Tasting notes for craft cider


For those unfamiliar with craft cider and perry, I thought it would be helpful to write down a few thoughts on tasting. Firstly, it is important to remember that craft cider and perry is 100% juice (or very nearly) and so has a lot more flavour than is to be found in the industrial version (which is well under 50% juice). OK, so some industrial ciders have fruit flavours added, but that is not the same thing at all! Craft cider and perry is much better compared to wine than to the fizzy sweet alcopop drinks.

The flavour derives from two main elements – the fruit used and the fermentation process.

The fruit

Cider apples tend to have a coarser texture than most apples, which makes them easier to press. Otherwise, what distinguishes them is how they vary in tannin, acidity and sweetness. There are four basic types of cider apple:
Sweet – Plenty of sugars, but very little tannin or acidity. These types of apples (e.g. Morgan’s Sweet) are not common. Some dessert apples with little acidity might also fit into this category (but beware that some sweet dessert apples are quite sharp too).
Sharp – Quite acid. This category can include most cooking apples (Bramley is VERY sharp) and dessert apples (where the sharpness is balanced by sweetness). The main sharp variety we use at Mosser Cider is Tom Putt, but we also use some mild cooking apples and some flavoursome dessert apples (particularly various russets).
Bittersweet – Sweet, low in acid, but high in tannins (which give the characteristic “gum-drying” effect). This is the largest and most important category. At Mosser, we grow Major, Tremlett’s Bitter and Dabinett, and have┬árecently planted Brown Snout and Harry Master’s Jersey.
Bittersharp – like a bittersweet, but also with a fair amount of acid. We have just planted a Kingston Black.

Generally, good cider is made by blending these apples to achieve a good balance between the various characters.┬áSome┬ávarieties, particularly bittersharps, can be used without blending, but (unlike much wine) blended cider is usually better. Craft cider tends to be either of a “West country” type, with plenty of bittersweet apples or an “Eastern counties” type, where dessert apples predominate. The West country ciders can be argued to have more body and depth from the tannins, whereas those of the Eastern persuasion will say that their ciders have more fruitiness and less earthiness. At Mosser cider, we try and get the best of both worlds by using about 50% bittersweet apples in most of our cider. We sometimes also add a few perry pears to the mix (see notes below on perry).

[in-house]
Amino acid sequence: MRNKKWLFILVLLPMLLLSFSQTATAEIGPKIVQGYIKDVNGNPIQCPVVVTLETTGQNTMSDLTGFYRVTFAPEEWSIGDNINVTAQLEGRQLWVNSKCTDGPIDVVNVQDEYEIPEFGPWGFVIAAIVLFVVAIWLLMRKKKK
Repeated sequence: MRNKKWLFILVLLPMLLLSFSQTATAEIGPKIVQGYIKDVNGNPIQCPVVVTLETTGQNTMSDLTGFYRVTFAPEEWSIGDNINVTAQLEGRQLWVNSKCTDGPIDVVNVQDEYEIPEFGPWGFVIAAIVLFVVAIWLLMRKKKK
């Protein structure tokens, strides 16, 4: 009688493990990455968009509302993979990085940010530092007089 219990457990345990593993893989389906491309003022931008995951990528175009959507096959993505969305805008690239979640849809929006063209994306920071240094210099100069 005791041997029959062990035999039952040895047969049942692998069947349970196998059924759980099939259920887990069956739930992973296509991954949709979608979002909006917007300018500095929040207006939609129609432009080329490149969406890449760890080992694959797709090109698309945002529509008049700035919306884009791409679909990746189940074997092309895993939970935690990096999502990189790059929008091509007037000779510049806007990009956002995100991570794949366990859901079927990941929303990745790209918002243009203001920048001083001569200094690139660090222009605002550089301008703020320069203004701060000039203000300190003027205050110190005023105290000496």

When tasting the cider, look for a fruity aroma coupled with the depth of tannins when you drink it.

Fermentation

Much of the flavour in cider derives from the fermentation process, rather than the fruit itself. Craft cider is often fermented without the addition of any yeast (a “natural fermentation”). This does not mean that there is no yeast – just that it comes from the apples, the air, the cider press or barrels (if wooden barrels are used). Frequently, though, a wine yeast is added rather than leave things to chance. We use both methods, sometimes with a white wine yeast that reduces acidity as Cumbrian apples can be a bit sharper than elsewhere (but also with more flavour). Industrial cider is fermented using a “turbo” yeast suitable for fermenting sugary syrup to a high alcohol level so that it can then be watered down to whatever dilution is required – flavour is not a consideration. The different yeasts result in different flavours which we can blend to get the required result.

Our cider is fermented cold, so it takes a long time (a year or more) before it is ready. However, it does result in a finer and more complex flavour which develops over time. After bottling it will continue to develop for a while, but eventually (after perhaps 3 or 4 years) it will start to become a bit sherry-like, so drink it within two years of bottling unless you want cider sherry.

Generally we ferment our cider fully – i.e. dry – and do not add any sugar or other sweeteners. The use of some pears in the blend removes a bit of dryness (see below).

Perry

Perry is cider made from perry pears. It is not the same thing as pear cider which is (usually) industrial cider made from dessert pears (but mostly sugar syrup etc…). Perry pears are naturally very high in tannins which lends an entirely different character to the drink. We have been able to gather perry pears from mature trees the National Trust property at Acorn Bank (helps to keep the garden looking tidy). As well as making a little perry, we use a small proportion (less than 25%) in some ciders to provide extra tannin and sweetness. Perry does not ferment completely dry as it contains some unfermentable sugars (sorbitol). If you have never drunk proper perry, give it a try!